Line Line
Agapanthia villosoviridescens

There are many members in the Longhorn Beetle family: some 15,000 species all over the world. In Western Europa alone some 100 species have been spotted. Longhorn Beetles usually do have very long horns, even though there are exceptions, of course. Many are also nicely coloured and they all give a slender impression. A few Longhorn species are very dangerous. Their larvae eat dead wood and do live inside pieces of wood in buildings. And because you can't see them (they do not make little holes like the woodworm does) and because they can live as larvae for some 5 to 7 years, it may be too late once you spot the adults. Most species however are not dangerous, but live in stems of plants or reet. Agapanthia villosoviridescens for instance spends its larval stage in stems of thistles.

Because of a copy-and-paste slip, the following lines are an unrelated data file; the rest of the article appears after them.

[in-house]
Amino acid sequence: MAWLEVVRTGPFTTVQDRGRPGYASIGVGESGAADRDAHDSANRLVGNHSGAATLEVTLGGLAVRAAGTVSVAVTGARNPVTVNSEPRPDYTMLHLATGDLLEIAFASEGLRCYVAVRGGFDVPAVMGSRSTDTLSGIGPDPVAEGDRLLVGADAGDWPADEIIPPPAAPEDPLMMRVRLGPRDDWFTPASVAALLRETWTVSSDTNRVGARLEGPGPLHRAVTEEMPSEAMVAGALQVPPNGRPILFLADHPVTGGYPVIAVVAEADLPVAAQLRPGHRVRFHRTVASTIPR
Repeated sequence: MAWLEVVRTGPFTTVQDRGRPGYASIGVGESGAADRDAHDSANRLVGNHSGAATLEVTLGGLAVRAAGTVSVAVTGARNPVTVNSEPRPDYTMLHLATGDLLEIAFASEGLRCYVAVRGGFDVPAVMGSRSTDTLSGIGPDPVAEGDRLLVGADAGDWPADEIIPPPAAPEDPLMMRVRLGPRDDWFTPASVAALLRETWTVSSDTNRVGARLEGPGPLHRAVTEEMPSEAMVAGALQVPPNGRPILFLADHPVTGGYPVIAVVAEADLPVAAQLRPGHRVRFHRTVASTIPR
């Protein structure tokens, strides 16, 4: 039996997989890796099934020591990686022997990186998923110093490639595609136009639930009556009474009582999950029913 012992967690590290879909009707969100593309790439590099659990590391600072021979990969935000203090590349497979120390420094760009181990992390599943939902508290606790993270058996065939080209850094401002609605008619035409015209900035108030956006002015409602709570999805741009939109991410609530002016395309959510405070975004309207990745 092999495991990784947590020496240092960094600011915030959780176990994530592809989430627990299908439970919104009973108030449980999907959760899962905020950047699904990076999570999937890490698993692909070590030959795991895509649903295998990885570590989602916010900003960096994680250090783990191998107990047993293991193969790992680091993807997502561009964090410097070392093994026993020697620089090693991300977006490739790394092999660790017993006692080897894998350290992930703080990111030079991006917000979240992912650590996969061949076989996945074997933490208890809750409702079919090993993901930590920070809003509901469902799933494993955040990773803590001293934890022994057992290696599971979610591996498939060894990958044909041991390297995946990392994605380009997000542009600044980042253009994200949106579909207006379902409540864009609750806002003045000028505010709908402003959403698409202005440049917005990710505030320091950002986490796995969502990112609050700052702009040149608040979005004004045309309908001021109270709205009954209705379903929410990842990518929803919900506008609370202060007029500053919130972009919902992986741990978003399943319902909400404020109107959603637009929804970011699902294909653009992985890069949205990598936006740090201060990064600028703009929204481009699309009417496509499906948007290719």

Agapanthia villosoviridescens is an attractive species measuring 12 to 15 mm. Identification is easy: long antennae showing grey rings, a black body, covered in ochrous or greyish hairs. A line of hairs runs over the neckshield, ending near a small plume of hairs at the beginning of the back shields. Females bite a little wound in the stem of the host plant and deposite one egg in it. The larva eats its way to the center of the stem and starts feeding, usually going downwards. It may even eat the roots of the plant. Then it makes a chamber and pupates inside. Host plants include thistles, Hogweed and Monk's Head. Adults appear from April to the end of August, and may be spotted to the end of October. A rather common species in the South of England. Not reported from Wales, Scotland and Ireland. A common species over most of Western Europe.